Fallout 4 is dull. Really dull. Almost boringly so. Twenty+ hours after a stellar start, this game has just dive-bombed into eventless mush. It runs great, looks fine, and plays better than any previous outing from Bethesda Game Studios. Even the level design is a notch above what we’ve come to expect from Elder Scrolls-ish titles. It’s just a shame that the writers seem to have been given too much vacation time.
How dull is Fallout 4? Well, I recently came across a Vault. I got pretty excited as the Vaults were some of the most interesting (and scary) locations in Fallout 3. Guess how the residents of Vault 81 fared at the hands of the nefarious Vault-Tec?
They’re fine. They’re working hard on keeping the ol’ girl together, but they never asked me to help out. Someone’s cat got out, but I wasn’t tasked with finding it. I did get to tell a story about The Wasteland to a school class regarding the exciting events in the game’s first couple hours. They were amused. I left out the part about spending an hour picking through empty ruins looking for wood to build a wall around my village for nameless NPC who don’t even care if they have walls. Or the fact I repeated that hour for copper, ceramics, and circuits.
It’s still a fun game in terms of having random dudes to shoot and basic building to construct. It’s probably in the best shape, technically, than any other Bethesda game at launch. There’s plenty to do, especially if you want to customize a whole village of homes for drone AIs who never do anything interesting. A couple areas still shine like the previous entries in this series and the new gear modding system is fantastic. Just don’t expect it all to have much of a point.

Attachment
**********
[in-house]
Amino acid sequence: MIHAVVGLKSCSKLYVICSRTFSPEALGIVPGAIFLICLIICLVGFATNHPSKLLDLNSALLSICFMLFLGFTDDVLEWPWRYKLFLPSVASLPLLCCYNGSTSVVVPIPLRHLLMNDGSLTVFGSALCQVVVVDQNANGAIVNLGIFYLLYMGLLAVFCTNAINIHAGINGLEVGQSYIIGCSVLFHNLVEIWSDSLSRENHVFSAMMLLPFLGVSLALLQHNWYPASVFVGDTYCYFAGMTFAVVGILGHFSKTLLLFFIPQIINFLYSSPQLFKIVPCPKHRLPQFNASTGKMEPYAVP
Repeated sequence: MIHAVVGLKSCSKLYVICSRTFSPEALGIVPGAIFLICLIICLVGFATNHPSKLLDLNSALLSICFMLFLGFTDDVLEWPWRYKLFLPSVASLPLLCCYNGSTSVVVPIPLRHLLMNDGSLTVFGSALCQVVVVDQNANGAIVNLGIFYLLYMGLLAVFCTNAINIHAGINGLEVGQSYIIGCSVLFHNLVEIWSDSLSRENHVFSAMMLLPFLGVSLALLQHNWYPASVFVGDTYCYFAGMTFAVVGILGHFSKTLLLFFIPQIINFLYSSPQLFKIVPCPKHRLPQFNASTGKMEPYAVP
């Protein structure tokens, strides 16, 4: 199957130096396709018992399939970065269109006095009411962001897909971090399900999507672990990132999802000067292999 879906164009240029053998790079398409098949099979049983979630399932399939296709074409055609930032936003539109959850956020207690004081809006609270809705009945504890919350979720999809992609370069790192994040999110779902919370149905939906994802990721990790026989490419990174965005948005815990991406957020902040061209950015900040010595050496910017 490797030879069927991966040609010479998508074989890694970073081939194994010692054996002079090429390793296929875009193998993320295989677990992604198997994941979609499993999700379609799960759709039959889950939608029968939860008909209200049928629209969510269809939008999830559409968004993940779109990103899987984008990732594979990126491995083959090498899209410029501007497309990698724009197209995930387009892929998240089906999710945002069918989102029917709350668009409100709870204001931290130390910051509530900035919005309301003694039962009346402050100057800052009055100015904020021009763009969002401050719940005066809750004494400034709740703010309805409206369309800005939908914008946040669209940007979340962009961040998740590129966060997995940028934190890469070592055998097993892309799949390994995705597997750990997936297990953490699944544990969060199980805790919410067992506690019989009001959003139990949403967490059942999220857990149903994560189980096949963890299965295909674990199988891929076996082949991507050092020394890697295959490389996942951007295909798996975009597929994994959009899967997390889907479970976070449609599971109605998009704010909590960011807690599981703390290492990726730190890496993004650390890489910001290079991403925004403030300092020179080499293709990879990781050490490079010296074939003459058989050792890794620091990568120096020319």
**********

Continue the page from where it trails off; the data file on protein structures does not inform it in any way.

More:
Update: Well, after 35 hours and nearly half the map cleared, there does indeed appear to be a Fallout RPG in here after all. Even boring ol’ Vault 81 finally pays out some narrative. Sadly, the game is still lacking in interesting moral choices and, with the exception of the main plotline, quests that go beyond “Travel here and kill all the dudes,” are painfully rare. Still, the off-beat characters that epitomize the Fallout universe do actually exist beyond the fields of Settler, Settler, and Provisioner.
Here’s a tip for anyone looking to get stuck into Fallout4’s RPG rather than it’s watered-down Minecraft game: Follow the path to Diamond City, not the Minutemen.
It’s ironic to look at the new, pared down and quests in Fallout 4 following the next generation of open-world RPGs. GTA V and Witcher 3 have redefined how side content in an RPG can be handled. Both of these titles sprinkle every corner of their gameplay with interesting folks and curious happenings. It’s hard to return to the days of “Kill all the rats in my basement” quest givers after these titles. Even looking past these recent examples, I’d argue that Bethesda’s last outing, Skyrim, managed to deliver more compelling side content than this new Fallout title.
Bethesda took some real chances here. The sandbox ‘city’ building and repeatable activities are certainly worthy of notice and I look forward to seeing if this is something that will be expanded upon or written off as an amusing experiment in the future. I just hope that, if this flavor of gameplay is repeated, that it’ll be put a little further down the line so that player will have more of a chance to become invested in the world before being tasked with chores in it.